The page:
Similar predicament befalls the Indian mints. Such was the demand at a time, that we had to get coins minted from foreign mints. Now with inflation bringing the seigniorage value in the negative, and demand for petty change reducing by the day, the mints, which once were operating at over capacity are lying near dormancy now. The new focus of the government to derive monetary independence during these tough times from these mints, combined with the bureaucratic process of operations, is making the mints issue coins which is tarnishing their rich heritage and most of all dissuading the collector in her pursuit of collecting modern issues of Republic coins.
Hope the mints tide through such trying circumstances.

<k>

Tired of base metal? Then why not go for the same design in precious metals and different denominations?

See: Same Elton John design on various denominations.

See also some examples from Guernsey.
Visit the website of The Royal Mint Museum.

See: The Royal Mint Museum.

mrbadexample

Quote from: mmiguel on January 06, 2023, 07:34:01 PMIs there a similar feeling in UK coin collectors?


I stopped with the commemorative issues 20 years ago when it started getting silly. If I get something new in my change I keep it but I no longer go looking for them.
The final nail in the coffin for me was the issue of the Beatrix Potter and Paddington (etc) garbage. I used to think we had a coinage to be proud of but now any old rubbish is deemed coin-worthy. Modern issues are made solely with the intention of parting people from their hard earned cash - I'm not playing that game.  ::)

Bimat

Can completely echo your sentiments, I'm finding it hard to keep up with the €2 commemorative coins, the basic versions + mint mark varieties + other variants like mint master's mark are way too many to fathom; at least for a collector in India. To add to the woes, the break I took between 2020-2022 has caused a large gap in the collection so it looks like I'll only add the coins which I can easily get, without looking for a "complete" collection...

Aditya
It is our choices...that show what we truly are, far more than our abilities. -J. K. Rowling.

krishna

Quote from: Bimat on June 13, 2023, 05:03:03 AMCan completely echo your sentiments, I'm finding it hard to keep up with the €2 commemorative coins, the basic versions + mint mark varieties + other variants like mint master's mark are way too many to fathom; at least for a collector in India. To add to the woes, the break I took between 2020-2022 has caused a large gap in the collection so it looks like I'll only add the coins which I can easily get, without looking for a "complete" collection...

Aditya

Thank god! Numismatics is not as rigid as religion.
You can do as you please here at least


Bimat

Quote from: krishna on June 13, 2023, 06:24:06 AMThank god! Numismatics is not as rigid as religion.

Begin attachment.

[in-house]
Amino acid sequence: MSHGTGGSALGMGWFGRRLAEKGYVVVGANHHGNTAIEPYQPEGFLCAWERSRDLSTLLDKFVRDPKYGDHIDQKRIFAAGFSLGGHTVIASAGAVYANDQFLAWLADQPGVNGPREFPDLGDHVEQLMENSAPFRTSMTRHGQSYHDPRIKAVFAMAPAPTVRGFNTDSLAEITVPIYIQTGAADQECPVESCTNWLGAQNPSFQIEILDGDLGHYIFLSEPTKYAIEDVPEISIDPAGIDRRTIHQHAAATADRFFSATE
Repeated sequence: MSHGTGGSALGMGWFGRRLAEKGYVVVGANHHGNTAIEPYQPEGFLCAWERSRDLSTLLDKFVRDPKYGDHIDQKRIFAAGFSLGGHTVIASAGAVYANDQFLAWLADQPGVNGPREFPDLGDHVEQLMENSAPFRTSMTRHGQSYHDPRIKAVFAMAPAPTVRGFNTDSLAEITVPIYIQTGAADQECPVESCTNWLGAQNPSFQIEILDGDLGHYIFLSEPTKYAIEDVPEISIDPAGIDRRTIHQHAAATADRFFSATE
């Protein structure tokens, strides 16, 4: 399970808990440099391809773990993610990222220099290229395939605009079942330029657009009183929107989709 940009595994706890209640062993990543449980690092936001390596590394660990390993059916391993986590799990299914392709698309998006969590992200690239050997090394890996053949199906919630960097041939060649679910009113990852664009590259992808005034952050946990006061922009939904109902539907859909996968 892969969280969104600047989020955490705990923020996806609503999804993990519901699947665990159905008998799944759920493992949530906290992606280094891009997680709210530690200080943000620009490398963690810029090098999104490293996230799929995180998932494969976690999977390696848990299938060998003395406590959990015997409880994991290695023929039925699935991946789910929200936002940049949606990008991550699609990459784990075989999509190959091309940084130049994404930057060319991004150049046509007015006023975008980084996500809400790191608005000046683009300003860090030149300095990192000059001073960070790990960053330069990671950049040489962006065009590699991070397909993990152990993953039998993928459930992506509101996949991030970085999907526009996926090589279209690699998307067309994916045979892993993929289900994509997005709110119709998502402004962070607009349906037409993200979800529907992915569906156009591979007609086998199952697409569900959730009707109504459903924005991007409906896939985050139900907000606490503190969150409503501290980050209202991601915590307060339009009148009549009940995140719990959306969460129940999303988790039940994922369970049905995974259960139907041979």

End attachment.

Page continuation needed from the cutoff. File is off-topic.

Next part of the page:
You can do as you please here at least

True that! Even during my most active days as a collector, I never tried to have a "complete" collection - it was rather near impossible back then as well. Weak rupee, expensive ones like those from Monaco, limited salary ;) are some of the reasons why it's difficult for me to have everything. So I just try to get a) What I like b) What I can afford!

I'll soon show-off my recent euro acquisitions - welcome addition to my collection after a long break! :)

Aditya
It is our choices...that show what we truly are, far more than our abilities. -J. K. Rowling.

krishna


mmiguel

Wow Pitcairn Islands and British Antarctic Territory are about to break the box this year.

Offa

The royal mint has gone crazy with the junk issues such as the cartoon characters. The diversity 50p was a knee jerk release due to the BLM riots, now we are going to have Star Wars. I admit that I buy them even though I don't particularly like them as I made a resolution in 1968 to collect every decimal issue that can be found in your change. The £2 coins are becoming as wearisome as the subject matter has become more dubious. The golden year for 50p and £2 coins was 2009 with the Kew Gardens and blue Peter carded athletics 50p coins and my personal favourite £2 coin the Charles Darwin commemorative. I stopped buying £5 coins many years ago because of the dubious subject matter I only get the one which is in my annual proof set.
All coins are equal but some are more equal than others

Offa

Quote from: mmiguel on June 13, 2023, 10:49:23 PMWow Pitcairn Islands and British Antarctic Territory are about to break the box this year.



 Pitcairn islands coins in sterling denominations from the kon club even though the Pitcairn use the New Zealand dollar
All coins are equal but some are more equal than others